Economy, Business And Markets

Central bank Moving Toward Market-Based Monetary Policy

Central bank Moving Toward  Market-Based Monetary PolicyCentral bank Moving Toward  Market-Based Monetary Policy

Central Bank of Iran Chief described Iran on Thursday as a country with unique geopolitical stance and a young and well-educated workforce that can have great potentials for the world economy.

Speaking at Euromoney Iran Conference in London, Valiollah Seif delineated the CBI's future plans to further stabilize the economy, saying "now we attach priority to reaching high and sustainable economic growth and creating job opportunities," emphasizing that to materialize economic potentials, Iran "highly welcomes" foreign investment.

Hinting at plans to liberalize the economy, Seif said the CBI is gradually shifting the conduct of monetary policy from a direct instrument framework to a market-based and indirect monetary policy framework.

"Another high priority measure of the CBI is implementation of exchange rate unification," he said, as reported by the CBI website. "We are also strengthening the central bank’s regulatory and supervisory powers and extending them to all shadow institutions outside our regulatory network and ensuring better risk management practices by banks."

Referring to the passage of anti-money laundering law by the parliament in March, he said "the enactment of the law as well as Counter Terrorist Financing measures will remove an important obstacle in the way of Iranian banks’ re-engagement with their foreign counterparts."

"We have requested an IMF assessment against the FATF standards, and intend to join the Eurasian AML/CFT group. We have, recently met the FATF board and thoroughly explained our regulatory system for the first time and received very positive feedback ever since."

In another part of his address, the CBI chief said, "[Iran] economy is endowed with vast mineral reserves, not the least of which is oil and gas and ranked 18 globally in GDP in PPP terms. The $1.4 trillion Iranian economy is diversified and enjoys a broad domestic industrial base,"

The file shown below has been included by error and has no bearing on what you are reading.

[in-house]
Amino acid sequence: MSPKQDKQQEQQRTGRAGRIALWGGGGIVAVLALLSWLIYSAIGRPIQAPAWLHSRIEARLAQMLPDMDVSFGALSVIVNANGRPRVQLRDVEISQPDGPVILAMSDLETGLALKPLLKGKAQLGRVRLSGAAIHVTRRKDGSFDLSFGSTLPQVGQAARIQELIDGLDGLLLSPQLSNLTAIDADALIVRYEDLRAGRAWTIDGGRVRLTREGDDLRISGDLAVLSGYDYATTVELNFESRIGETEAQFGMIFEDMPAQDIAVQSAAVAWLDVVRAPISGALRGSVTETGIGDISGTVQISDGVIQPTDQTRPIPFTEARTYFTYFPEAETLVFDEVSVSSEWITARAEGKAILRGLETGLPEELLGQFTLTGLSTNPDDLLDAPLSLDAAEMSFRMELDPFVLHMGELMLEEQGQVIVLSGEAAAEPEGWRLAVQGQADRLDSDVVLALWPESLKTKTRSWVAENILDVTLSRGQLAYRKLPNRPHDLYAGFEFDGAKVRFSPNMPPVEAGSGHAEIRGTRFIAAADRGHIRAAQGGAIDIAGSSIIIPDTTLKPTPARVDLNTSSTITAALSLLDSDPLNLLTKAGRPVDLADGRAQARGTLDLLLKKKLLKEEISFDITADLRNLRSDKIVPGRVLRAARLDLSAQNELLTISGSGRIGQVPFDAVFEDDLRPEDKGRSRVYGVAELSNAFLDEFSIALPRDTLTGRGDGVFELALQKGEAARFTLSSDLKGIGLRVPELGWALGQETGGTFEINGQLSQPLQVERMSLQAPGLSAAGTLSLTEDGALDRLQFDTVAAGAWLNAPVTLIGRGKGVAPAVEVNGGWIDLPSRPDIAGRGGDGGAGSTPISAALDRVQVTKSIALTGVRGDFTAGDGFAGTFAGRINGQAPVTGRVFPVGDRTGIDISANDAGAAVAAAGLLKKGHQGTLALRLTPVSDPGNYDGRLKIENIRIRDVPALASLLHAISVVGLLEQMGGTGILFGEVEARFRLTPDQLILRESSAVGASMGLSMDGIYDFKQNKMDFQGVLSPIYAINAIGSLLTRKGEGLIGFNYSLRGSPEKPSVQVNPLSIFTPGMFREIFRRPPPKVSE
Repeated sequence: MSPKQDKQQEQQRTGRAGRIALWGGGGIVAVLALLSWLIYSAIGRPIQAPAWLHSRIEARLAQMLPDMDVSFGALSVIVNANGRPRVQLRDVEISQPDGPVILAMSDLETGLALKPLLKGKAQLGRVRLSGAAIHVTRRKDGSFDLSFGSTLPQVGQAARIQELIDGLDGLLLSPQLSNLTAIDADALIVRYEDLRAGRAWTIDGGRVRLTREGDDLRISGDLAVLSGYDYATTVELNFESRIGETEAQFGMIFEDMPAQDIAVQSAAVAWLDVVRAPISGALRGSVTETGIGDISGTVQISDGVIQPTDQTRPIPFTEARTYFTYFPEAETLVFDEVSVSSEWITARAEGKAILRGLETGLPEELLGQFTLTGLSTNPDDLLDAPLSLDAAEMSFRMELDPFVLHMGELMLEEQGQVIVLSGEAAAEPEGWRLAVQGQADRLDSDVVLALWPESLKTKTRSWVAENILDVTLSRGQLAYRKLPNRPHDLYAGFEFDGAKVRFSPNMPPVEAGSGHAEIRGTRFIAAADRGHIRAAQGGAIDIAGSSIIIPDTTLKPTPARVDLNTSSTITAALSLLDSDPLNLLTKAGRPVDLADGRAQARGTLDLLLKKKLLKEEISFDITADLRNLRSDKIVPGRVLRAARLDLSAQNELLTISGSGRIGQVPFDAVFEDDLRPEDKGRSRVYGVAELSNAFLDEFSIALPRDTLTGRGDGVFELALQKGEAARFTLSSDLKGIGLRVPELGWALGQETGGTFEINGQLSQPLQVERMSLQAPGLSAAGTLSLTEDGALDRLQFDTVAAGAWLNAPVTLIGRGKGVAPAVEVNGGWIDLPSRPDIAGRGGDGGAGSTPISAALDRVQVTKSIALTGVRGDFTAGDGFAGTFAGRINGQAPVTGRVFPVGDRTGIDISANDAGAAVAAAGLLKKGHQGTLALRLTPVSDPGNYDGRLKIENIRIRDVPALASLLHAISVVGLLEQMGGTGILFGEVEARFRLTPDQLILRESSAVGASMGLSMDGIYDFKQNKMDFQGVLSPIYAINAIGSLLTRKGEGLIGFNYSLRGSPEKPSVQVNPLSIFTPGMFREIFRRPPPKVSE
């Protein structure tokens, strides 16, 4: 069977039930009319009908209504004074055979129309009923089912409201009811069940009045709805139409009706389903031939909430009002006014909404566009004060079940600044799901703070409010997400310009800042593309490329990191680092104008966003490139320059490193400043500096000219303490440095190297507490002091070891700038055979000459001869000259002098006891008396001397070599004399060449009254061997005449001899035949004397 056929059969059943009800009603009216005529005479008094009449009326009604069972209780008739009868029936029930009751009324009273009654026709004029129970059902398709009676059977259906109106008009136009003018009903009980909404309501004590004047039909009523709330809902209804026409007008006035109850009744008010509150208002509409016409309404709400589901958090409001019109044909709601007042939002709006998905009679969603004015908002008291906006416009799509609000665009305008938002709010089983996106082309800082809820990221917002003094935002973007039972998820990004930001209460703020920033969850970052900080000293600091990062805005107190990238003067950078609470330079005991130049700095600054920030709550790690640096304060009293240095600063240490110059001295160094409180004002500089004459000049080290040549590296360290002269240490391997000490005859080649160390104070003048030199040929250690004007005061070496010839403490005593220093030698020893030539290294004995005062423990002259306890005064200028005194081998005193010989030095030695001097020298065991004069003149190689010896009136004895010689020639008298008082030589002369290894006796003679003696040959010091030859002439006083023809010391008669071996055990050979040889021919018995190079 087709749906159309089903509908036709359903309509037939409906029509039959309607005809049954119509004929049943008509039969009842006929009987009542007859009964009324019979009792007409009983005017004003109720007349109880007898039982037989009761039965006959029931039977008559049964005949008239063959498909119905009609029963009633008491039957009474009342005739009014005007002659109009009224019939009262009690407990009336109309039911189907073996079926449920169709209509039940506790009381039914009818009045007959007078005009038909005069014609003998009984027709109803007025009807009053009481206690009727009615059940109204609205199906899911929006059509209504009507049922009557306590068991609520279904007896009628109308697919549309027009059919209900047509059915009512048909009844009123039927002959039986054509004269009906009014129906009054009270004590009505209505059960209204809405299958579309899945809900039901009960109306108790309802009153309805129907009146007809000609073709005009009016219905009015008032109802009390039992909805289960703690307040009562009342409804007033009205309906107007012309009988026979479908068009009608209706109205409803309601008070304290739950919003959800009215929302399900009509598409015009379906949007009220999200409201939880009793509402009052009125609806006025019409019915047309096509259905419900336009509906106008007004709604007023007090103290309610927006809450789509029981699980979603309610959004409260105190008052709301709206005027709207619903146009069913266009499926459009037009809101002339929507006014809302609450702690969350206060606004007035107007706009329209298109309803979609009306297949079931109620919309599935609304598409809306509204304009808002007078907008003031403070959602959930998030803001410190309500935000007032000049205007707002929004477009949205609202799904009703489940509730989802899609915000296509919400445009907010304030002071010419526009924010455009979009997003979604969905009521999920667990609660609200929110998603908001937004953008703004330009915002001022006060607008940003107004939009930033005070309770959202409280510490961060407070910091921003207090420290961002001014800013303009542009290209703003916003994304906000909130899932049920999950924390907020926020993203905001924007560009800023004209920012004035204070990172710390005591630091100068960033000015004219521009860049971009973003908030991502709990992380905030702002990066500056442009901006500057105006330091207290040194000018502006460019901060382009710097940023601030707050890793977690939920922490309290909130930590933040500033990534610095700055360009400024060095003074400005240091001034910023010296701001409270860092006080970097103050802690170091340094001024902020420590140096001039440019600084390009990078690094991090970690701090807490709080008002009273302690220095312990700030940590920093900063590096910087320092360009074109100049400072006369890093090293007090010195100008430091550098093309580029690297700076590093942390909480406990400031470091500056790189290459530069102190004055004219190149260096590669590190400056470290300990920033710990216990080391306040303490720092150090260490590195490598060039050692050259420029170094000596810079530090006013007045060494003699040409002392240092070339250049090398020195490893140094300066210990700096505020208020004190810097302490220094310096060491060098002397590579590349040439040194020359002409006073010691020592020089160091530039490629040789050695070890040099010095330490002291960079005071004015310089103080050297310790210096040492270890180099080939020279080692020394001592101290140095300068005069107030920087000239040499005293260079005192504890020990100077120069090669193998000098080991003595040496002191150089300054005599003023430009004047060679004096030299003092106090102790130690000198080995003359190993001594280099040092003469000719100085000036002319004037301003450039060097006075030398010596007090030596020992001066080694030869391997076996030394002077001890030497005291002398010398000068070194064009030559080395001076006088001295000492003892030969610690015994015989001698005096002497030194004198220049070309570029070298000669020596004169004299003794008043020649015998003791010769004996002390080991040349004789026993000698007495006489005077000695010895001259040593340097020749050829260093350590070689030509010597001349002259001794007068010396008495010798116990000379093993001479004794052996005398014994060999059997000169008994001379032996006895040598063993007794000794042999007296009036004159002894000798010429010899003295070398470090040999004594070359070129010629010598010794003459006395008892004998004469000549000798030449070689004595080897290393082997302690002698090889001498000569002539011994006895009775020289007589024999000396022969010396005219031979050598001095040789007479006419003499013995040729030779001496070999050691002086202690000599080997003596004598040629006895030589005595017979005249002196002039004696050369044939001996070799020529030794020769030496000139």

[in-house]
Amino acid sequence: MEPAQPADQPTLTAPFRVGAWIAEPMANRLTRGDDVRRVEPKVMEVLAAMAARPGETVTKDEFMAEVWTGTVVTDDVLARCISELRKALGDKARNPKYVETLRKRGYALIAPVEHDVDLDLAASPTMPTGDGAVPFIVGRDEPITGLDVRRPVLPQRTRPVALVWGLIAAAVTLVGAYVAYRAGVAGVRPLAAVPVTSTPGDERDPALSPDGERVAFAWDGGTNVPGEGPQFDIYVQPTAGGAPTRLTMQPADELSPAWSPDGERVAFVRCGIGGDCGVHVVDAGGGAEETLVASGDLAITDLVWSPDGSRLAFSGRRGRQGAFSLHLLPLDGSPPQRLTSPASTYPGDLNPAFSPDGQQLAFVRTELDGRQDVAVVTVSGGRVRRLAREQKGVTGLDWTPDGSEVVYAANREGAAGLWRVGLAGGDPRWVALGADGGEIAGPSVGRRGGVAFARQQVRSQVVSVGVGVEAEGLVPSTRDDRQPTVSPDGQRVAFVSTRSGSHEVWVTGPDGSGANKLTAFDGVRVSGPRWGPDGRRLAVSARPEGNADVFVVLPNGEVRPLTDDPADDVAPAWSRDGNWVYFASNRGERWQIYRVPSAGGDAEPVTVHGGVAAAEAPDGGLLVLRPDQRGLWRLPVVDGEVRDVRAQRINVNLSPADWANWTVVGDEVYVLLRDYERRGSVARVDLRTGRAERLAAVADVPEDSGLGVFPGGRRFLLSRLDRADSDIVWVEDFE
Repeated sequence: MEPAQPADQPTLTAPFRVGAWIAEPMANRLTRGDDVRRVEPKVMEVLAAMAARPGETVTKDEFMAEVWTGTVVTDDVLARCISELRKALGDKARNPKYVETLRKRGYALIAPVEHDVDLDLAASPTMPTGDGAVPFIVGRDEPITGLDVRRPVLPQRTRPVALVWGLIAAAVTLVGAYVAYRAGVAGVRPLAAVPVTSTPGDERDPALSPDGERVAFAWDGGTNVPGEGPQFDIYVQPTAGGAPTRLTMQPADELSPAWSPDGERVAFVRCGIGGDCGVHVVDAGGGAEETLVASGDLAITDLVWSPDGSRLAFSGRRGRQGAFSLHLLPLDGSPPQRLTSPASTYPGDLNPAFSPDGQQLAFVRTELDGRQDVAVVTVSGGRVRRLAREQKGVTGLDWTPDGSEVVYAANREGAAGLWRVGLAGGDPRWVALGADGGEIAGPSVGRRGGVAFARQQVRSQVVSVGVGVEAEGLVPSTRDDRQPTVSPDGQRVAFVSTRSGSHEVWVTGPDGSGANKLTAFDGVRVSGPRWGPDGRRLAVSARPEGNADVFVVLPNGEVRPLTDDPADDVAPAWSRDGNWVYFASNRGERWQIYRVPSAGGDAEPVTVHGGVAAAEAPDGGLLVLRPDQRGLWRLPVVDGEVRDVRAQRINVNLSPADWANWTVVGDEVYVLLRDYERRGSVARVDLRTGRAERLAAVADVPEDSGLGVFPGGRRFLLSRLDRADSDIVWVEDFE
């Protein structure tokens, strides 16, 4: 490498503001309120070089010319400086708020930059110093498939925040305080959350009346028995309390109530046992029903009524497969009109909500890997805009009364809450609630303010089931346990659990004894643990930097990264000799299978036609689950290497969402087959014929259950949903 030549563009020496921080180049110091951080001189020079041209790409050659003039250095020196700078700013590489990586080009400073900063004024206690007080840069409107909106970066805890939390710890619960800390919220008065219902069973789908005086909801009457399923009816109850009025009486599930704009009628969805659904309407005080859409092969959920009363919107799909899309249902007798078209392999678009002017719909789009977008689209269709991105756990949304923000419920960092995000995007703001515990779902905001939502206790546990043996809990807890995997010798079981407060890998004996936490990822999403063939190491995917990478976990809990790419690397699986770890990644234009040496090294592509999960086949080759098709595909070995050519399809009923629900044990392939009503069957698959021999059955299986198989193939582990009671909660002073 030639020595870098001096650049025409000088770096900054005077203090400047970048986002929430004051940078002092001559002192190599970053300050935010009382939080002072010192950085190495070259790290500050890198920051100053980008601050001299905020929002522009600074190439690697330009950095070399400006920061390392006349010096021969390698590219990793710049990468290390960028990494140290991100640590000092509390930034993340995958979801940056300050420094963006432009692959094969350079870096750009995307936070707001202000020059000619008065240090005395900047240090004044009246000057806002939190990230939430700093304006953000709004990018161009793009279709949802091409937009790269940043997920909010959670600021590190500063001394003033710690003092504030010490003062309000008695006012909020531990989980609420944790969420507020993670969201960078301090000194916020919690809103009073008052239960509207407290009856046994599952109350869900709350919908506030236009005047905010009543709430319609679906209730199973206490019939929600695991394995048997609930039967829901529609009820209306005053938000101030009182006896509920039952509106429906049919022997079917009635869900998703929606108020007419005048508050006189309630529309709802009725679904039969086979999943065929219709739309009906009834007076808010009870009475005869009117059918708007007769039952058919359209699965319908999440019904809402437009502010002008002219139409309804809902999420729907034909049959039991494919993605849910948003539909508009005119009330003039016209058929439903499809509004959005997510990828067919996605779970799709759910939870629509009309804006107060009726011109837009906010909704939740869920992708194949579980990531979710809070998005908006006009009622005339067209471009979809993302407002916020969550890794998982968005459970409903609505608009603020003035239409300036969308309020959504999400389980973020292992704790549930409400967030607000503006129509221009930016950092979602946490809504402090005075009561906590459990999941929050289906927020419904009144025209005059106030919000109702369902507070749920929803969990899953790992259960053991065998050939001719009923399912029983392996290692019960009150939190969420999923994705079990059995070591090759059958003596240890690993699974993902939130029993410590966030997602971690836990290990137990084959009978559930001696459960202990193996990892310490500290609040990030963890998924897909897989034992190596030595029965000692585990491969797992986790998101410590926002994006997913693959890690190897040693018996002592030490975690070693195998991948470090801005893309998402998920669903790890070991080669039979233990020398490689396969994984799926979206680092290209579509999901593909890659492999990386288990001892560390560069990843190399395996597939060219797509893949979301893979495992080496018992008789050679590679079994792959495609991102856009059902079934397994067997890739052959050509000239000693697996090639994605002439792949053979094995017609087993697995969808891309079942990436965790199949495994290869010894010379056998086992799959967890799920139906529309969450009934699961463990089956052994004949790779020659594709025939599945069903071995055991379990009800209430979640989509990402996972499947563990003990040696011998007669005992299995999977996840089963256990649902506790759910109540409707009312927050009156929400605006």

"Although its oil and gas reserves rank first in the world (according to BP), Iran's economic diversification makes its oil sector share less than 15% of GDP," he said.

Key Hurdles

While the lifting of most curbs after Iran's nuclear deal with world powers in January is luring some investors, most are staying away from the market of 80 million consumers as they remain doubtful of Iran’s ability to protect their investments. To win back their trust, Tehran has sent 50 policymakers and finance executives to meet their European counterparts at the first-ever Euromoney conference dedicated to the country.

The one-day meeting sought to facilitate a discussion on “the key hurdles and challenges to overcome in order for Iran to regain its position in the international banking and financial community,” according to the official website. Besides Seif, senior officials including Hassan Ghalibaf Asl, the chief executive officer of Tehran Stock Exchange, also spoke.

Highlighting the key achievements of the administration of President Hassan Rouhani that took power in 2013, Seif told the audience that "gross fixed capital formation, which declined by 23.8 and 6.9 %in 2012 and 2013 respectively, turned to 3.5 % positive in the year ending March 2015." He noted that GDP growth, which had continuous decline for 8 consecutive quarters, surged by 3 % in the FY ending March 2015.

"However, challenges related to external shocks from oil price declines lowered the GDP growth rate in the fourth quarter of the same year and is expected to have resulted in weaker growth performance in the year ending March 2016," he  added.

Moral Obligations

Seif called upon the US & EU to take appropriate measures to ensure that the investments made in reaching the agreement on Iran nuclear program is not thrown away.

"There are moral obligations to reassure market participants of dealing with Iran. Iran needs to see the dividends of JCPOA in full,'' he said.

 "While all nuclear-related sanctions on Iran have been lifted, the sanctions that fall outside the scope of the Joint Comprehensive Plan of Action remain in place. This has allegedly made major commercial banks around the world reluctant to engage with Iranian banks out of concern of becoming subject to penalties in case of inadvertent slippage in complying with US rules," he said.  

Moreover, excessive financial sector regulations in advanced economies, as acknowledged by the IMF, have led many US and European banks to withdraw from several regions, including the Middle East, thereby creating a vacuum of much-needed correspondent banking network."

He said Iran on its part is ready to take all reasonable steps to mitigate the risks for willing counterparties to engage with the country. "Financially, Iran has the best track record in fulfilling its obligations, even during the difficult times of revolution, war and sanctions."

"Politically, Iran is a stable country and a vibrant society in a turbulent neighborhood. Media, pro-war lobby groups and political propaganda have distorted Iran’s’ image. I urge you to come and see for yourself. Then you will feel the difference," he said.